Whose Mary Is It Anyway? Anne Eekhout on Fictionalizing Mary Shelley
"If I do my job well, it will ring true."
She has become my Mary. This is something I’ve repeated in interviews since my novel about the teenage years of Mary Shelley was first published (in 2021 in The Netherlands, where I’m from). And I meant it too, although at the time I hadn’t really considered it before. But it rang true.
I never set out to write a historical novel. I never felt particularly attracted to writing a novel about something that—more or les—actually happened. I love fiction, by which I mean pure fiction. I believe it can tell us more about the truth than a depiction of true events can. But what happens if you create a story about someone who actually existed?
When I started writing Mary and the Birth of Frankenstein I sometimes felt burdened by the truth, or “truth” as we think we know it. And we do know a lot about Mary Shelley’s life. She kept a journal for most of it, and wrote countless letters to friends and family while others wrote about her as well. All these journals and letters have remained preserved for over two centuries; biographers can paint a rather detailed picture of her life. Still, Shelley is hard to know. As was custom in those days—the beginning of the nineteenth century—people were not, at least on paper, very forthcoming about their emotions. So we know what she did and liked, whom she met and knew, where she went and stayed, what she read and which plays she attended, but we only get tiny hints of her true feelings in all this.
When her baby girl dies, just weeks after being born, Shelley, then seventeen years old, notes in her journal: ‘Find my baby dead. Send for Hogg [a friend]. Talk. A miserable day.’ A week later she writes: ‘Stay at home; net, and think of my little dead baby. This is foolish, I suppose: yet, whenever I am left alone to my own thoughts, and do not read to divert them, they always come back to the same point—that I was a mother, and am so no longer.’ And that’s about it.
And when annoyed with her stepsister Claire Clairmont, for always being there, getting it on with Mary’s free-loving-poet-husband Percy Bysshe Shelley, she alludes to it and seems very hesitant to express her true emotions.
So, if we know so little about her inner life, are we free to imagine it? It took me half a novel to get there, but I would say we are. And we should. It is our job, as human beings, to create truthful art, and by that I mean art that comes from deep within. It is our job to create, whatever monsters may be born from it. We can and should make anything from anything, from nothing even, without thinking twice. Just as long as you feel you are telling the truth within you.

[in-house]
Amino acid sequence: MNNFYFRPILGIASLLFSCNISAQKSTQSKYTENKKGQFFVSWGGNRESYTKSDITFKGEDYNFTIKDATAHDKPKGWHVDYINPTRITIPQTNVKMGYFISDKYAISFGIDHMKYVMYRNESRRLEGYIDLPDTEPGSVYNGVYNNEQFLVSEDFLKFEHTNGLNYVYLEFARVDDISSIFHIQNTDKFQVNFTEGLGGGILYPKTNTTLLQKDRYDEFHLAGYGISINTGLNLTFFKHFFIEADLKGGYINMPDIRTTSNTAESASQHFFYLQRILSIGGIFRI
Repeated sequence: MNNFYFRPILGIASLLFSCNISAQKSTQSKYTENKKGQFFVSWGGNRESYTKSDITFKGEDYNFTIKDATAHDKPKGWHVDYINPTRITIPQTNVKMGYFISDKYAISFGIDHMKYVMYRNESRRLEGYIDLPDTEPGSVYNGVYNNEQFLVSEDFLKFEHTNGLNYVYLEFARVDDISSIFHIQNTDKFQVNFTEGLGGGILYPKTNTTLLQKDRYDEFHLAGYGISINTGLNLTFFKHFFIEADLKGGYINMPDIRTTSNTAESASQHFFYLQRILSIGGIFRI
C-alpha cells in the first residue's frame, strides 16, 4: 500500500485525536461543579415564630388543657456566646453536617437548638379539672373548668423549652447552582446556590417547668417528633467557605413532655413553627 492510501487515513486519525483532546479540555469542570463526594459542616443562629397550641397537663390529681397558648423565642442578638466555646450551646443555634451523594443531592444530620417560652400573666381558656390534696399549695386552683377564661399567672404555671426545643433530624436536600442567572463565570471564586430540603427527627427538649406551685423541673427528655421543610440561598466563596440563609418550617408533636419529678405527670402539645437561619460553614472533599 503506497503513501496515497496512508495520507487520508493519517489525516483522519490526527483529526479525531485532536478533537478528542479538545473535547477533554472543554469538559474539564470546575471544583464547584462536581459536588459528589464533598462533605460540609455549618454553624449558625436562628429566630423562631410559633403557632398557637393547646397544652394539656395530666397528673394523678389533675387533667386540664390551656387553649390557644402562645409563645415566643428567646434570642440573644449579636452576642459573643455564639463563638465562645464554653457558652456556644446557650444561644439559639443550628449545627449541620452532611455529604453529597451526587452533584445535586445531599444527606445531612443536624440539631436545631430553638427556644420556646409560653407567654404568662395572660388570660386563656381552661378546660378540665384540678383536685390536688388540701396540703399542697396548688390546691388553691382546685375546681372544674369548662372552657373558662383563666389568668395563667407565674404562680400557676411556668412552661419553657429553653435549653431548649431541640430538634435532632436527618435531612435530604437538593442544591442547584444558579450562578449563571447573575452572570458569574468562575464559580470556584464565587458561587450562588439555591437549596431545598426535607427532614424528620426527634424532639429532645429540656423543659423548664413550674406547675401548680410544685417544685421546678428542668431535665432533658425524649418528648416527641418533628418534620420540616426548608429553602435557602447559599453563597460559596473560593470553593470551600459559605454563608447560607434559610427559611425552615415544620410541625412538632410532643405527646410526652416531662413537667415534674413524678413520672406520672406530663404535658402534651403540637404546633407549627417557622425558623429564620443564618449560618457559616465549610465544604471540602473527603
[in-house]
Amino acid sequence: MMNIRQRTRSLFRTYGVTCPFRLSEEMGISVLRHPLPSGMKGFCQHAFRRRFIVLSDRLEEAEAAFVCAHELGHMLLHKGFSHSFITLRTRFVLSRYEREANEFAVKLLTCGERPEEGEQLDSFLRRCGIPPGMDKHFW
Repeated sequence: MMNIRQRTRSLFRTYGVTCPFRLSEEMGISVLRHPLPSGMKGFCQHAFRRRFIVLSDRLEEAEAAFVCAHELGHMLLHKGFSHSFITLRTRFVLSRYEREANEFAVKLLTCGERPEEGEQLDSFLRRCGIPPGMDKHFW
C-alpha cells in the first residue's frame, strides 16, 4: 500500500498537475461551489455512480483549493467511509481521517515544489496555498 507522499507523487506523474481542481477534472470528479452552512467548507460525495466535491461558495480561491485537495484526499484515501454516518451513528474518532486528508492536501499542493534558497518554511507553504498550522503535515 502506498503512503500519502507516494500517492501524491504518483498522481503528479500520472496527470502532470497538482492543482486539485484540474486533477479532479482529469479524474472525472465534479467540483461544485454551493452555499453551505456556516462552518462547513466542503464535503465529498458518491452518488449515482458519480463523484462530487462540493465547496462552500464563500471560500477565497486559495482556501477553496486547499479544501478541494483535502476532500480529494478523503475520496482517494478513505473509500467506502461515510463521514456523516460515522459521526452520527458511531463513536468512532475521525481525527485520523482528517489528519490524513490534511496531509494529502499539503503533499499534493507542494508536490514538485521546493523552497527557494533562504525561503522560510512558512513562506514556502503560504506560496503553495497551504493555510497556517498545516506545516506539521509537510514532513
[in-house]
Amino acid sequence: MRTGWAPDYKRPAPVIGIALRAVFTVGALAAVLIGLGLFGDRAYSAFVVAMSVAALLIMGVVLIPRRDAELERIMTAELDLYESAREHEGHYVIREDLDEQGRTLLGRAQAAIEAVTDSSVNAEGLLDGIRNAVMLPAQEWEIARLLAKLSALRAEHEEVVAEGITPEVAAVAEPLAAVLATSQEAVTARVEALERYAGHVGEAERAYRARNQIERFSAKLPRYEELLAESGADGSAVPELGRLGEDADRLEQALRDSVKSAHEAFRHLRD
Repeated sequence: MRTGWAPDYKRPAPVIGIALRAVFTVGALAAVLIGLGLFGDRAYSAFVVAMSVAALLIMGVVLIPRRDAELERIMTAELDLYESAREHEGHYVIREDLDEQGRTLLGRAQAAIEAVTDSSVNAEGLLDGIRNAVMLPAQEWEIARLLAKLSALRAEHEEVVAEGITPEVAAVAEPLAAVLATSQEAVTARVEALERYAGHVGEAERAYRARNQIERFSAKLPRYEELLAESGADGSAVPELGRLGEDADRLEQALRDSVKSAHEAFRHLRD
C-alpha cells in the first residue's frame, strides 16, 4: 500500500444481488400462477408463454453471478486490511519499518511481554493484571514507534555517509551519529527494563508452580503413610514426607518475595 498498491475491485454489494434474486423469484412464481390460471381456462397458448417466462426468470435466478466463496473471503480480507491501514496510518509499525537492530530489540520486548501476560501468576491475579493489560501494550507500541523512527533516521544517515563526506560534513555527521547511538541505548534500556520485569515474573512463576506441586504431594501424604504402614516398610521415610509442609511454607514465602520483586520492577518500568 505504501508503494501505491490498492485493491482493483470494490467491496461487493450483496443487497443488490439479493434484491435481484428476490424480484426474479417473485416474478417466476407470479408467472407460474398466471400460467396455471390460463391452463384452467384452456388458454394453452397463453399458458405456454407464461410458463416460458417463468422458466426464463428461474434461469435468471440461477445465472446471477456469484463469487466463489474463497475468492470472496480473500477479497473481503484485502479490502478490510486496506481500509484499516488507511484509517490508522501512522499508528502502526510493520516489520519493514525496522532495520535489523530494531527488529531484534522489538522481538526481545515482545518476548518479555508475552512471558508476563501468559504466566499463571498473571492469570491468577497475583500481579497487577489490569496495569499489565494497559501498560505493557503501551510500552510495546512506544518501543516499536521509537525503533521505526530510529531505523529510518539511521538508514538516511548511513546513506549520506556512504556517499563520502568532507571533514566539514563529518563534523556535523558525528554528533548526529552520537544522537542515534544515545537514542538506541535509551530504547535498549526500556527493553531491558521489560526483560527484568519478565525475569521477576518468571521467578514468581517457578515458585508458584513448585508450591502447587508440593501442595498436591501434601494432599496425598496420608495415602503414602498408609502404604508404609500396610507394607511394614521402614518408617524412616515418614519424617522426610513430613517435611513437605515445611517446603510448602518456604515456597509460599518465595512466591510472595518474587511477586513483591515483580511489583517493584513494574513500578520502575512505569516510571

Is this Mary I have written the real Mary Shelley? Well, yes and no. I think bits and pieces of her are quite accurate. I was thorough in my research, so that most of what I have written about her stay at Lake Geneva in 1816, more or less occurred the way I described it. But aren’t we all elusive, to a certain extent? Hidden even from ourselves? When we imagine ourselves at the center of a hypothetical, a contrived scenario, can we confidently predict how we’d react, how we’d feel? It depends on so many things and one day is never the same as the next.She has become my Mary.
While we know a lot about Mary’s life, there are still important pieces missing. As frustrating as that might seem to a historian, for a novelist it is a treasure trove, for we work with a different kind of truth. The facts as we know them are these: in 1812 and again in 1813, when Mary Shelley was 14 and 15 years old (and still called Mary Godwin), she travelled to Dundee, Scotland to get away from her stepmother and to seek clean air to recover from a skin ailment. We know that she stayed with the Baxter family, acquaintances of her father. There she met 17-year-old Isabella, and they felt attracted to each other, at least emotionally. It has been suggested that their relationship may have been more than just platonic and this idea struck a chord with me. In my story, this—again—rang true.
Beyond that, we don’t know much of her stay in Scotland. The journal entries over that period have gone missing. Were they lost? Destroyed? And if so, by who? It made me wonder and highlighted the gaps in history I wanted to fill in with my own imagination. A writer of fiction must be free. I truly believe that in every sense of the word. There is no such thing as limiting yourself when writing. If so, you’re not doing it right. You should drag every inch of truth within yourself to the paper, because it is your story, whomever you are writing about. And if you are doing it well, it tells a different truth. But a truth nonetheless.
It doesn’t matter if I portrayed Mary Shelley exactly as she was, if that’s even possible. As a novelist I could have written that Shelley was a murderess, a thief or a wizard, if that’s what it took to convey my truth. If I do my job well, it will ring true. And isn’t that the beauty of fiction? The beauty of writing as well as reading? To be able to open up worlds beyond our own. To imagine a life other than your own. Reading fiction will not only make you smarter and more empathetic, it will also transform you, bit by bit, book by book.
Does that mean that this book has no ‘historical facts’ at all? Au contraire. The fun thing, I think, is that it’s a jumble of true events and fiction, of accurate depictions and imagination. A bit, I would like to think, as Shelley herself would have liked it. Because she knew like no other that imagination takes us further, raises us higher. Imagination gets us to the truth of life.
Mary and the Birth of Frankenstein by Anne Eekhout, translated from the Dutch by Laura Watkinson, is available from HarperVia.